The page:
Among the Mongol tribes the noblest at this period were the Khalkas. They prided themselves on being the descendants of the House of Genghis, the representatives of the special clan of the great conqueror, and the occupants of the original home in the valleys of the Onon and Kerulon. Although their military power was slight, the name of the Khalka princes stood high among the Mongol tribes, and they exercised an influence far in excess of their numbers or capacity as a fighting force. Kanghi determined to establish friendly relations with this clan, and by the dispatch of friendly letters and costly presents lie succeeded in inducing the Khalka chiefs to enter into formal alliance with himself, and to conclude a treaty of amity with China, which, be it noted, they faithfully observed. Kanghi's efforts in this direction, which may have been dictated by apprehension at the movements of his new neighbors, the Russians, were thus crowned with success, and the adhesion of the Khalkas signified that the great majority of the Mongols would thenceforth abstain from acts of unprovoked aggression on the Chinese frontier. But the advance of China and her influence, even in the form of paying homage to the emperor as the Bogdo Khan, or the Celestial Ruler, so far west as the upper course of the Amour, involved the Pekin Government in fresh complications by bringing it into contact with tribes and peoples of whom it had no cognizance. Beyond the Khalkas were the Eleuths, supreme in Ili and Kashgaria, and divided into four hordes, who obeyed as many chiefs. They had had some relations with the Khalkas, but of China they knew nothing more than the greatness of her name. When the surrender of the Khalka princes became known the Eleuth chiefs held a grand assembly or kuriltai, and at this it was finally, and, indeed, ostentatiously, decided not to yield Kanghi his demands. Important as this decision was, it derived increased weight from the character of the man who was mainly instrumental in inducing the Eleuths to take it.

Much has been written of the desert chiefs from Yenta to Yakoob Beg, but none of these showed greater ability or attained more conspicuous success than Galdan, who strained the power of China, and fought for many years on equal terms with the Emperor Kanghi. Galdan determined that the easiest and most advantageous beginning for his enterprise would be to attack his neighbors the Khalkas, who, by accepting Kanghi's offers, had made themselves the advanced guard of China in Central Asia. He began a systematic encroachment into their lands in the year 1679, but at the same time he resorted to every device to screen his movements from the Chinese court, and such was the delay in receiving intelligence, and the ignorance of the situation beyond the border, that in the very year of his beginning to attack the Khalkas, his envoy at Pekin received a flattering reception at the hands of Kanghi, still hopeful of a peaceful settlement, and returned with the seal and patent of a Khan. Events had not reached a state of open hostility three years later, when Kanghi sent special envoys to the camp of Galdan, as well as to the Khalkas. They were instructed to promise and pay much, but to rest content with nothing short of the formal acceptance by all the chiefs of the supremacy of China. Galdan, bound by the laws of hospitality, nowhere more sacred than in the East, gave them an honorable reception, and lavished upon them the poor resources he commanded. In hyperbolic terms he declared that the arrival of an embassy from the rich and powerful Chinese emperor in his poor State would be handed down as the most glorious event of his reign. But he refused to make any tender of allegiance, or to subscribe himself as a Chinese vassal. The dissensions among the Khalka princes assisted the development of Galdan's ambition, and added to the anxiety of the Chinese ruler. Kanghi admonished them to heal their differences and to abstain from an internecine strife, which would only facilitate their conquest by Galdan, and he succeeded so far that he induced them to swear a peace among themselves before an image of Buddha.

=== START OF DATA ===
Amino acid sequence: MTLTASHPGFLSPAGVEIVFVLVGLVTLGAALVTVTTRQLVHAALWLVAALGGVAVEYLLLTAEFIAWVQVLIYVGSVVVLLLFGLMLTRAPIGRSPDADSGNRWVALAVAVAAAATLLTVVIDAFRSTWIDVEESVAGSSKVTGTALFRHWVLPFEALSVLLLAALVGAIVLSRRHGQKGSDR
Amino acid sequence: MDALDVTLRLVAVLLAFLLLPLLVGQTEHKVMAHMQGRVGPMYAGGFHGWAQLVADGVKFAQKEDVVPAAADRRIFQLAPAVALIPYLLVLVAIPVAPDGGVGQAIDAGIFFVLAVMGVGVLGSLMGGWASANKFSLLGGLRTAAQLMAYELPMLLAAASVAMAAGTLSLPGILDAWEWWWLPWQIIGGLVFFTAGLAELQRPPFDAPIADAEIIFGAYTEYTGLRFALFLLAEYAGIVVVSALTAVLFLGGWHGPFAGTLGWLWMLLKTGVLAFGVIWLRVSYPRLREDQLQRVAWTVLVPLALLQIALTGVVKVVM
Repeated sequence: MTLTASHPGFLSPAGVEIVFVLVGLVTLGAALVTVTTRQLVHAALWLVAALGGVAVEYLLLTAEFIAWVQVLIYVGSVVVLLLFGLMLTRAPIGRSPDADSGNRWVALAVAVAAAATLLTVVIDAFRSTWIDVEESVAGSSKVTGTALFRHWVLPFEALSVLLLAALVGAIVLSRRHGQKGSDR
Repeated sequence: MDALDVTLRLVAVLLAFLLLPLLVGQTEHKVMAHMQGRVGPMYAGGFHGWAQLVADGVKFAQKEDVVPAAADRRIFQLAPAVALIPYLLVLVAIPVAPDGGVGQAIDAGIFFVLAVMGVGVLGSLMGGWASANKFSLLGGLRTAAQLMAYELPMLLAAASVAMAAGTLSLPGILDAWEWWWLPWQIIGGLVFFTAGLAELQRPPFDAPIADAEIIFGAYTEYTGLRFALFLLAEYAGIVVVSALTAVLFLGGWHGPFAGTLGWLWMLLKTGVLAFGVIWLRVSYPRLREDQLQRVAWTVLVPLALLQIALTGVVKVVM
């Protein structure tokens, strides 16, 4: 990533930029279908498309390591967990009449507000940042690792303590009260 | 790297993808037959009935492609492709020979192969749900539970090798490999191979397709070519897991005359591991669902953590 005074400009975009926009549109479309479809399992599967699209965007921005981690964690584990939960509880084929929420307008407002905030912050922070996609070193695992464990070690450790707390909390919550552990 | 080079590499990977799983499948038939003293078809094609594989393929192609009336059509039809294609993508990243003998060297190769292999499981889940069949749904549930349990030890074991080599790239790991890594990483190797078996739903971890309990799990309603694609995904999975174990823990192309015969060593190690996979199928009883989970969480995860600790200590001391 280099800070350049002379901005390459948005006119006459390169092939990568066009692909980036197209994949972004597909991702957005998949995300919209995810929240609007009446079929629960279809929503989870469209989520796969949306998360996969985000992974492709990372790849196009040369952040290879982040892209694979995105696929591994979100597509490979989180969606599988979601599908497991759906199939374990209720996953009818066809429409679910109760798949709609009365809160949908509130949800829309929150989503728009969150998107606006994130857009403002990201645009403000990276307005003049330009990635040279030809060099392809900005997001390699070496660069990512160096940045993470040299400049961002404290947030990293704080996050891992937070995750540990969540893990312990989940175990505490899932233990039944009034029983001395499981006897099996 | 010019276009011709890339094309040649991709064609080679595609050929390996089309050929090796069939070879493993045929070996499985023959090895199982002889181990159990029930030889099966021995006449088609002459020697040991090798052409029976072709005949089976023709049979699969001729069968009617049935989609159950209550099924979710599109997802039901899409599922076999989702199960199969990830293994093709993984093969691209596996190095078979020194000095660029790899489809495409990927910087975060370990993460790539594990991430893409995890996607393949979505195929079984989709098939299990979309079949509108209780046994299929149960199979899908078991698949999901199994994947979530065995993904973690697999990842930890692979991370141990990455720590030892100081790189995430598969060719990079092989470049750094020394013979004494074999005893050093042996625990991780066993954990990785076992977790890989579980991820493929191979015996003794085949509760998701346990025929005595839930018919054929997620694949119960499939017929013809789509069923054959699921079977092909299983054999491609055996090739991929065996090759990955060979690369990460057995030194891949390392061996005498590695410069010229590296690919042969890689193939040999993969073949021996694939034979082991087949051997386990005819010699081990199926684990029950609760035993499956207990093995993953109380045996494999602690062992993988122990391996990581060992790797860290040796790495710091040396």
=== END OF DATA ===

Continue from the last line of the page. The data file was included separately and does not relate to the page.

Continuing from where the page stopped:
At this juncture the Chinese came into collision with the Russians on the Amour. The Russians had built a fort at Albazin, on the upper course of that river, and the Chinese army located in the Khalka country, considering its proximity a menace to their own security, attacked it in overwhelming force. Albazin was taken, and those of the garrison who fell into the hands of the Chinese were carried off to Pekin, where their descendants still reside as a distinct Russian colony. But when the Chinese evacuated Albazin the Russians returned there with characteristic obstinacy, and Kanghi, becoming anxious at the increasing activity of Galdan, accepted the overtures of the Russian authorities in Siberia, who, in 1688, sent the son of the Governor-general of Eastern Siberia to Pekin to negotiate a peace. After twelve months' negotiation, protracted by the outbreak of war with Galdan, the Treaty of Nerchinsk, the first concluded between China and any European power, was signed, and the brief and only war between Russia and China was thus brought to a speedy and satisfactory termination. The Russians agreed to the destruction of Fort Albazin, but they were allowed to build another at Nerchinsk.